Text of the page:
Last Tuesday, Dr. Jeffrey Shuren, director of the Food and Drug Administration’s Center for Devices and Radiological Health, announced at a hearing before the House Energy and Commerce Committee’s Subcommittee on Health that FDA would move forward with finalizing its plan to regulate laboratory developed tests (LDTs) sometime in 2016.  FDA provided notice of its intent to take action on LDTs when it published a draft guidance document in October 2014, setting forth the agency’s plan for regulatory oversight of LDTs. FDA’s decision to regulate LDTs would be a significant policy shift in this area because, historically, the agency has chosen not to exercise its enforcement power over LDTs.  FDA cites the increased complexity and higher patient risks involved with more modern LDTs as the impetus for its decision. Despite pushback from clinical laboratories and some other stakeholders, Shuren’s statements during Tuesday’s House hearing demonstrate that the agency is committed to finalizing and implementing a new regulatory framework for LDTs.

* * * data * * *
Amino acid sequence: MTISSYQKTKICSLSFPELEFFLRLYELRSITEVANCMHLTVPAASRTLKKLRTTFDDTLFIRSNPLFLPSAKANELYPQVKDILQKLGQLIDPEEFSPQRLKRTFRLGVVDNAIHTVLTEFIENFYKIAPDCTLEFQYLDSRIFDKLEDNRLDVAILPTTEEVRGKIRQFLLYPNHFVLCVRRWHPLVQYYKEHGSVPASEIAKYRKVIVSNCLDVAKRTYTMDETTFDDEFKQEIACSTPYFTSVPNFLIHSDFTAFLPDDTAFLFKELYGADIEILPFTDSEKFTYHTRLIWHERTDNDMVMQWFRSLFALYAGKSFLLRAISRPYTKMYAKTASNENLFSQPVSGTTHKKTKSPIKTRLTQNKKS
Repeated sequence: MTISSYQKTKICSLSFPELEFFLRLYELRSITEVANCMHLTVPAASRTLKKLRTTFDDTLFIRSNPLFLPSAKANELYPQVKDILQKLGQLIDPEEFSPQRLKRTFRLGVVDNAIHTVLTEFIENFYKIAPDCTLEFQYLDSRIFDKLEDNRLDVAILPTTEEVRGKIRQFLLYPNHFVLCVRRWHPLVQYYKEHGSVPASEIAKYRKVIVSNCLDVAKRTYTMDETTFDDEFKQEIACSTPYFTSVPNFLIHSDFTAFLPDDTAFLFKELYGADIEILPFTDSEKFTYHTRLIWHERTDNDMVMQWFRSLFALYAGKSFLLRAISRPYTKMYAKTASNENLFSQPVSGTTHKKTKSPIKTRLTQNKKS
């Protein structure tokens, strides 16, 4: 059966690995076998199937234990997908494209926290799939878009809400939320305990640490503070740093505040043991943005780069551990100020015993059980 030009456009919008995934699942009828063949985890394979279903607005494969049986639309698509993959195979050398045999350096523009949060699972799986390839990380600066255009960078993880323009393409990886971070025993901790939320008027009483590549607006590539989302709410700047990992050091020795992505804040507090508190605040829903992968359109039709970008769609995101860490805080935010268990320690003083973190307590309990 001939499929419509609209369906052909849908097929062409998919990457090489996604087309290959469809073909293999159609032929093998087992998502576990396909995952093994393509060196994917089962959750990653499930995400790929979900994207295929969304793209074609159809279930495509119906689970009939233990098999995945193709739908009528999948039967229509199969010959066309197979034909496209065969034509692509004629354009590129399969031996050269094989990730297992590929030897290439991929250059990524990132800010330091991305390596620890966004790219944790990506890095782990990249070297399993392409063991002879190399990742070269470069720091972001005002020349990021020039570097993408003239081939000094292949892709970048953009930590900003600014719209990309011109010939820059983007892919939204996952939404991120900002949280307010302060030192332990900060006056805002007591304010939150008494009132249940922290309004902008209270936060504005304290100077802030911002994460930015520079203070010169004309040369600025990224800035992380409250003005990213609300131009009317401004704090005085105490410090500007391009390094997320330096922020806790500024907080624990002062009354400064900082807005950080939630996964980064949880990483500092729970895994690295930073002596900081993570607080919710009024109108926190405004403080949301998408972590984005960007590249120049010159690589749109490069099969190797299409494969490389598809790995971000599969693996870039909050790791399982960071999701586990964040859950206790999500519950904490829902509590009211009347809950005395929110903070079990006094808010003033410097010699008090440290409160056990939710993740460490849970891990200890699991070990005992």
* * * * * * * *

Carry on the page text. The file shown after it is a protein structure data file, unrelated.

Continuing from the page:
FDA’s draft guidance defines an LDT as a type of in vitro diagnostic (IVD), which is a test that detects a disease, condition, or infection. LDTs are IVDs that are developed and used within a single laboratory and intended for clinical use. Continue Reading FDA Commits to Moving Forward with LDT Regulation

The Fiscal Year 2015 budget for the Commonwealth of Massachusetts, which was signed into law earlier in the week, included a broad prohibition on clinical laboratory self-referrals.  This legislation (the “Bill”) originally proposed by the Attorney General’s office was intended to combat self-referral arrangements between clinical laboratories and sober houses under common ownership, but it extends beyond such relationships to prohibit referrals between clinical laboratories and any person or company with a direct or indirect ownership interest in the laboratory and vice versa (with a number of notable exceptions). Continue Reading New Massachusetts Law Targets Self-Referrals of Clinical Laboratory Services